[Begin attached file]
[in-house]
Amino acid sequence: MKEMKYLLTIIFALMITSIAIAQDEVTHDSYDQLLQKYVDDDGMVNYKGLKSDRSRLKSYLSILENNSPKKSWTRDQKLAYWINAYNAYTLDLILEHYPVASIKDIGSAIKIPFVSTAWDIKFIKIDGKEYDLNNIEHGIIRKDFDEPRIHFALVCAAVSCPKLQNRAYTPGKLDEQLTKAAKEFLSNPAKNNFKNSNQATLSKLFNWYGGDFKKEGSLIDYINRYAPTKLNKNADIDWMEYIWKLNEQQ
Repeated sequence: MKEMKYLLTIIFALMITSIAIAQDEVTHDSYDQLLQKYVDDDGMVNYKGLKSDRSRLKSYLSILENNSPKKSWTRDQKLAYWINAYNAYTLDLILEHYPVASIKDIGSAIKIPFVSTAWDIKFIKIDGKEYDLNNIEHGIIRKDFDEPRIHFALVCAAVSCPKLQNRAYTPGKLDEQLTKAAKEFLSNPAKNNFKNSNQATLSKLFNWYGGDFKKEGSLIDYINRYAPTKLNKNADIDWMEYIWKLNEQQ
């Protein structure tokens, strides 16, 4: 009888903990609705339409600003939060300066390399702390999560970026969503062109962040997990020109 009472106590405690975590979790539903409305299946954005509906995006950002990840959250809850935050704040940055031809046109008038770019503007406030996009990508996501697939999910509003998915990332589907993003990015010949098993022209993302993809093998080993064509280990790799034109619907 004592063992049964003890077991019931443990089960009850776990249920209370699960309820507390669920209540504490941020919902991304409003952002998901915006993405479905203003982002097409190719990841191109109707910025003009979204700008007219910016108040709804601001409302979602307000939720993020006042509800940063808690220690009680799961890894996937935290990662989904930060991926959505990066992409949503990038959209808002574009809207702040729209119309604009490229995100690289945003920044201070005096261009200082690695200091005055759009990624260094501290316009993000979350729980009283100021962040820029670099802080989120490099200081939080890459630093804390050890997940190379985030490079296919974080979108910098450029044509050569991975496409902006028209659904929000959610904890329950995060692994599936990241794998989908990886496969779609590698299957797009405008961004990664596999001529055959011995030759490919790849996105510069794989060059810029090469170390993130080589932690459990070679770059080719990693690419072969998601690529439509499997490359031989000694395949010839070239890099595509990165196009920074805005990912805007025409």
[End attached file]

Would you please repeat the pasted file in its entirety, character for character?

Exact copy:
[in-house]
Amino acid sequence: MKEMKYLLTIIFALMITSIAIAQDEVTHDSYDQLLQKYVDDDGMVNYKGLKSDRSRLKSYLSILENNSPKKSWTRDQKLAYWINAYNAYTLDLILEHYPVASIKDIGSAIKIPFVSTAWDIKFIKIDGKEYDLNNIEHGIIRKDFDEPRIHFALVCAAVSCPKLQNRAYTPGKLDEQLTKAAKEFLSNPAKNNFKNSNQATLSKLFNWYGGDFKKEGSLIDYINRYAPTKLNKNADIDWMEYIWKLNEQQ
Repeated sequence: MKEMKYLLTIIFALMITSIAIAQDEVTHDSYDQLLQKYVDDDGMVNYKGLKSDRSRLKSYLSILENNSPKKSWTRDQKLAYWINAYNAYTLDLILEHYPVASIKDIGSAIKIPFVSTAWDIKFIKIDGKEYDLNNIEHGIIRKDFDEPRIHFALVCAAVSCPKLQNRAYTPGKLDEQLTKAAKEFLSNPAKNNFKNSNQATLSKLFNWYGGDFKKEGSLIDYINRYAPTKLNKNADIDWMEYIWKLNEQQ
């Protein structure tokens, strides 16, 4: 009888903990609705339409600003939060300066390399702390999560970026969503062109962040997990020109 009472106590405690975590979790539903409305299946954005509906995006950002990840959250809850935050704040940055031809046109008038770019503007406030996009990508996501697939999910509003998915990332589907993003990015010949098993022209993302993809093998080993064509280990790799034109619907 004592063992049964003890077991019931443990089960009850776990249920209370699960309820507390669920209540504490941020919902991304409003952002998901915006993405479905203003982002097409190719990841191109109707910025003009979204700008007219910016108040709804601001409302979602307000939720993020006042509800940063808690220690009680799961890894996937935290990662989904930060991926959505990066992409949503990038959209808002574009809207702040729209119309604009490229995100690289945003920044201070005096261009200082690695200091005055759009990624260094501290316009993000979350729980009283100021962040820029670099802080989120490099200081939080890459630093804390050890997940190379985030490079296919974080979108910098450029044509050569991975496409902006028209659904929000959610904890329950995060692994599936990241794998989908990886496969779609590698299957797009405008961004990664596999001529055959011995030759490919790849996105510069794989060059810029090469170390993130080589932690459990070679770059080719990693690419072969998601690529439509499997490359031989000694395949010839070239890099595509990165196009920074805005990912805007025409």